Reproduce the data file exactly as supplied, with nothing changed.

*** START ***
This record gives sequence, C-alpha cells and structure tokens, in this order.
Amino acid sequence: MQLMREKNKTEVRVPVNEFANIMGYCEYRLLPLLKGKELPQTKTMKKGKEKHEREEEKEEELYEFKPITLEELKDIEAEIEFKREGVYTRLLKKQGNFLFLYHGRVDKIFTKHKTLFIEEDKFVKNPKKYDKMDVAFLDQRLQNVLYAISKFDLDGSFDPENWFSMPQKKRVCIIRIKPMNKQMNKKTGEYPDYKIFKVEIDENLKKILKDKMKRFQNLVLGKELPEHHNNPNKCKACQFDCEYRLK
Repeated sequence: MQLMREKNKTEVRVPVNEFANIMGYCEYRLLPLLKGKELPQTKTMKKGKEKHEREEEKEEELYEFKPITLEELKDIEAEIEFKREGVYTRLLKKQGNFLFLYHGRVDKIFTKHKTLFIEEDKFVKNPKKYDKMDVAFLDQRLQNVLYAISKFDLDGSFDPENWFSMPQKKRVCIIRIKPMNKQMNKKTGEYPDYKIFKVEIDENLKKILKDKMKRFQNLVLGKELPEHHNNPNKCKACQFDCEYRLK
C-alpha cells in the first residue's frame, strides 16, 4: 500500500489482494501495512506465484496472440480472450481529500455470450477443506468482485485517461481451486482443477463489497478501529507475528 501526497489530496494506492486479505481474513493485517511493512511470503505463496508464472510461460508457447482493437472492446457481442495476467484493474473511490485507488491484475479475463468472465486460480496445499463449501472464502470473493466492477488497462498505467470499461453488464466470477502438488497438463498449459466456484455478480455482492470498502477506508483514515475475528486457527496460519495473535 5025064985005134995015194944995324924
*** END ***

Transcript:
This record gives sequence, C-alpha cells and structure tokens, in this order.
Amino acid sequence: MQLMREKNKTEVRVPVNEFANIMGYCEYRLLPLLKGKELPQTKTMKKGKEKHEREEEKEEELYEFKPITLEELKDIEAEIEFKREGVYTRLLKKQGNFLFLYHGRVDKIFTKHKTLFIEEDKFVKNPKKYDKMDVAFLDQRLQNVLYAISKFDLDGSFDPENWFSMPQKKRVCIIRIKPMNKQMNKKTGEYPDYKIFKVEIDENLKKILKDKMKRFQNLVLGKELPEHHNNPNKCKACQFDCEYRLK
Repeated sequence: MQLMREKNKTEVRVPVNEFANIMGYCEYRLLPLLKGKELPQTKTMKKGKEKHEREEEKEEELYEFKPITLEELKDIEAEIEFKREGVYTRLLKKQGNFLFLYHGRVDKIFTKHKTLFIEEDKFVKNPKKYDKMDVAFLDQRLQNVLYAISKFDLDGSFDPENWFSMPQKKRVCIIRIKPMNKQMNKKTGEYPDYKIFKVEIDENLKKILKDKMKRFQNLVLGKELPEHHNNPNKCKACQFDCEYRLK
C-alpha cells in the first residue's frame, strides 16, 4: 500500500489482494501495512506465484496472440480472450481529500455470450477443506468482485485517461481451486482443477463489497478501529507475528 501526497489530496494506492486479505481474513493485517511493512511470503505463496508464472510461460508457447482493437472492446457481442495476467484493474473511490485507488491484475479475463468472465486460480496445499463449501472464502470473493466492477488497462498505467470499461453488464466470477502438488497438463498449459466456484455478480455482492470498502477506508483514515475475528486457527496460519495473535 5025064985005134995015194944995324924